Australia is experiencing a clear shortage of GPs and projections suggest that the problem will only worsen with the shortfall of full-time GPs in Australia potentially up by 24.7% by 2030.
Many practices are continuing to close down due to short-staffing with health services for some local residents over one hour away. With the impact on residents in areas like these being significant and some statistics have linked increased incidents of diseases like coronary heart disease, obstructive pulmonary disease, and even suicide with distance from health services.
So where have all the GPs gone? A major part of the problem is the shortage in supply of new GPs as fresh medical graduates opt for medical specialties because they are more lucrative. Additionally, doctors complete medical university in the city and urban areas and build relationships and networks in the city not in the rural and remote regions, making the move to the country less desirable.
Rural recruitment has always been a problem, which is why certain limitations have been placed on international medical graduates, requiring them to work in areas of short labour supply.
GP income is a part of the problem
The standard $38.75 Medicare rebate also contributes to the scarcity of GPs in Australia especially for those practices offering bulk billing services to patients. GPs are either expected to make continual personal sacrifices for the community to afford health services or add on a private billing component to their fee structure. A start on the path to a solution would be to make GP Medicare rebates on par with specialist consultations and allow GPs to bulk bill without any additional private billings to survive.
The barriers to entry don’t help
The barriers to entry for International Medical Graduates (IMGs) has become even higher in Australia over the years. The goal with these stringent barriers is to filter incoming professionals and ensure high-quality healthcare for residents of Australia. The downside is that few GPs make it through, further widening the gap between workforce supply in rural and urban areas.
Possible solutions to the problem
One proposed solution is a scenario where students are recruited from rural areas for admission into medical school, with subsequent hometown placement after graduation. Medical students may also be encouraged to acquire some rural experience during their education.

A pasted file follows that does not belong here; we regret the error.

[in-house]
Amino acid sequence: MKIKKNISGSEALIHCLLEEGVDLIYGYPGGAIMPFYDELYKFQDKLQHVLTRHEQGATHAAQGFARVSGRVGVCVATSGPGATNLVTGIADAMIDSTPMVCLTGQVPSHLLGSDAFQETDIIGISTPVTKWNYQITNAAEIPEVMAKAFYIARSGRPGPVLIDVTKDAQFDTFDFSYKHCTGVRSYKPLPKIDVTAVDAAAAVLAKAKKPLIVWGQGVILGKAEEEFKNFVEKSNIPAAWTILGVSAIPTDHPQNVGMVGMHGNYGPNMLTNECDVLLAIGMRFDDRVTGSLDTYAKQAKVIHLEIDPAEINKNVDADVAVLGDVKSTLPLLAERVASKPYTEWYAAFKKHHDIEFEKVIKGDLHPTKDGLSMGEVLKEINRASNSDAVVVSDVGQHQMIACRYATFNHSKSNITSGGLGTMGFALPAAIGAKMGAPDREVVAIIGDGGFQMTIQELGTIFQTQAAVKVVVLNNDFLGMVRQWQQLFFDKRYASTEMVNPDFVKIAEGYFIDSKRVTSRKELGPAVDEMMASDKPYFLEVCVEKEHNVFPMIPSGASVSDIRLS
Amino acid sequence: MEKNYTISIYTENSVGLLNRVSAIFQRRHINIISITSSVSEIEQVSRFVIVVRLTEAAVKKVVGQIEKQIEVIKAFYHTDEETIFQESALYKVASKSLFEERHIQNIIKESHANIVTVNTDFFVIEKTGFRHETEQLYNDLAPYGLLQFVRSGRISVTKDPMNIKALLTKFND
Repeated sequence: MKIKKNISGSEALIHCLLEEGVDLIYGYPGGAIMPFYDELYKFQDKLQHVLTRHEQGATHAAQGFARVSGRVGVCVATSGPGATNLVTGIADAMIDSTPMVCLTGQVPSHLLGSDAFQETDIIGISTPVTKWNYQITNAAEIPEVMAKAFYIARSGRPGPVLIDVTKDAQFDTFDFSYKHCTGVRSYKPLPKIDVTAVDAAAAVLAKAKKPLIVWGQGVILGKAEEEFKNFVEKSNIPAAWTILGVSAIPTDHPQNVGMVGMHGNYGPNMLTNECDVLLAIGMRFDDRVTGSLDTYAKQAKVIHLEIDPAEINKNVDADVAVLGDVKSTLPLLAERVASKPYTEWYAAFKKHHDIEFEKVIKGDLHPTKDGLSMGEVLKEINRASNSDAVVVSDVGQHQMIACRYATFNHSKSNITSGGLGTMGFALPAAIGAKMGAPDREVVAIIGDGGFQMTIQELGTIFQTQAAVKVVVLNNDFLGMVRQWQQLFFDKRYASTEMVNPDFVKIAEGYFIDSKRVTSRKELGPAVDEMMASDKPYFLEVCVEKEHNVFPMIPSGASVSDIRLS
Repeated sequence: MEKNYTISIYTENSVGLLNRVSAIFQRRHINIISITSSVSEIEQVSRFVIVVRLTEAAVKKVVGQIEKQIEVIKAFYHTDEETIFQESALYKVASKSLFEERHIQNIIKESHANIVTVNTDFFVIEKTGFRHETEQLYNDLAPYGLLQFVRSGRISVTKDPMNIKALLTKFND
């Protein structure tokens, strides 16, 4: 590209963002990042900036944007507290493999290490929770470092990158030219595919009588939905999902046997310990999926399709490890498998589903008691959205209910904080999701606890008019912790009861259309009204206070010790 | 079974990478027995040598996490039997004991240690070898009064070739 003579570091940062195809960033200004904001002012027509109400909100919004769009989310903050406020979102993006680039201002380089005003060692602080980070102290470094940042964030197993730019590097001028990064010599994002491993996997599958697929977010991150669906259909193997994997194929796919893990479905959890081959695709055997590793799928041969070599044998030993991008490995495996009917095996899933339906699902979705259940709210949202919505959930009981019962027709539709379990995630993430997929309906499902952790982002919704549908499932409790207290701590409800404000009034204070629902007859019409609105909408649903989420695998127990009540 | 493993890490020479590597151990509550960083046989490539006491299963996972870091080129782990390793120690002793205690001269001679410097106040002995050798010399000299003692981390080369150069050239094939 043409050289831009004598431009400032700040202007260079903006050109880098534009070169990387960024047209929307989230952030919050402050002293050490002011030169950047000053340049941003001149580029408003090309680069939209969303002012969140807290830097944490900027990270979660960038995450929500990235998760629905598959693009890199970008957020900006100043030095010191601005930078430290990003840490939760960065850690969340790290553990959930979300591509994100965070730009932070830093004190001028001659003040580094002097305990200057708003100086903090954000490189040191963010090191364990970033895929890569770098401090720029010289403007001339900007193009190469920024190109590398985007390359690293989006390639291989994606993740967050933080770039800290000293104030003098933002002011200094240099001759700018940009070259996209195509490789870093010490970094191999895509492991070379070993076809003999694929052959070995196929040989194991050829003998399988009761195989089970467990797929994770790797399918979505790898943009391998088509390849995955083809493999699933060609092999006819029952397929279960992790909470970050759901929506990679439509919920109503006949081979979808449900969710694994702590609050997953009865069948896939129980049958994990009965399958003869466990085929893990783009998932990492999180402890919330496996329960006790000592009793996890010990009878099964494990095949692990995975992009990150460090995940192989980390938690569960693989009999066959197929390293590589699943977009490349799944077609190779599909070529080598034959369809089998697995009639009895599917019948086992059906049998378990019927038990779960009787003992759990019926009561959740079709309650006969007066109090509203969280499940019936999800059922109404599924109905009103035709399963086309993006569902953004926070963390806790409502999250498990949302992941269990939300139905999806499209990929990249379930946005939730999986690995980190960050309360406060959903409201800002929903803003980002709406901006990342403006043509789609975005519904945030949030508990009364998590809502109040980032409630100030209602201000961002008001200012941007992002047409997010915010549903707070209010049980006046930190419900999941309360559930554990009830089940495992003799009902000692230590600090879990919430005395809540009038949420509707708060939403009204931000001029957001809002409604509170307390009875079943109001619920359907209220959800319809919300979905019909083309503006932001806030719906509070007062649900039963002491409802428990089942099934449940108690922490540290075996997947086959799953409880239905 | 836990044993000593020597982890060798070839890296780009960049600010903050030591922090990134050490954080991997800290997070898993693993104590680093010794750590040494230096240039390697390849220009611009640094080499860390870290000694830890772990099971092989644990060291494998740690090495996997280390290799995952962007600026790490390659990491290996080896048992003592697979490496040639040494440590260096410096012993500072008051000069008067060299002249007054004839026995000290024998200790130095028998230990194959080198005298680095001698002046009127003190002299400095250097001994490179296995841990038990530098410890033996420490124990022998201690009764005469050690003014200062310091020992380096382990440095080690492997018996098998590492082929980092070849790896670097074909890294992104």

During COVID-19 there were high hopes that telehealth might become part of routine care. The rapid introduction of telehealth brought the future slightly closer as many healthcare providers and patients had a taste for how this could work. Telehealth can potentially solve not only issues arising during pandemics, but also how to improve access to healthcare for vulnerable and underserved populations. The use of telehealth would also make the system more responsive and flexible to patients’ needs. New telehealth items were funded from March 2020 to help protect patients and providers from COVID-19, as well as help circumvent the fall in demand for healthcare that led to substantial falls in income for many providers in 2020 (Scott, 2020). Since then, the use of telehealth has fallen overall as the pandemic in Australia has subsided. The use of telehealth reached its peak in April 2020 when 36 per cent of all Medicare consultation items for GPs and non-GP specialists were conducted using telehealth. By March 2021, the proportion of GP attendances using telehealth had fallen at 21.6 per cent, and to 13.4 per cent for other specialists. It is still unclear when it will stabilise and find its ‘natural’ rate.
At Medical Recruitment, we’ve been specialising in GP recruitment for a long time, so we have expert knowledge in the space. If you’re looking for an exciting opportunity to work as a permanent or locum GP job or even for a GP role after hours, then look no further - get in touch with our Recruitment Consultants now.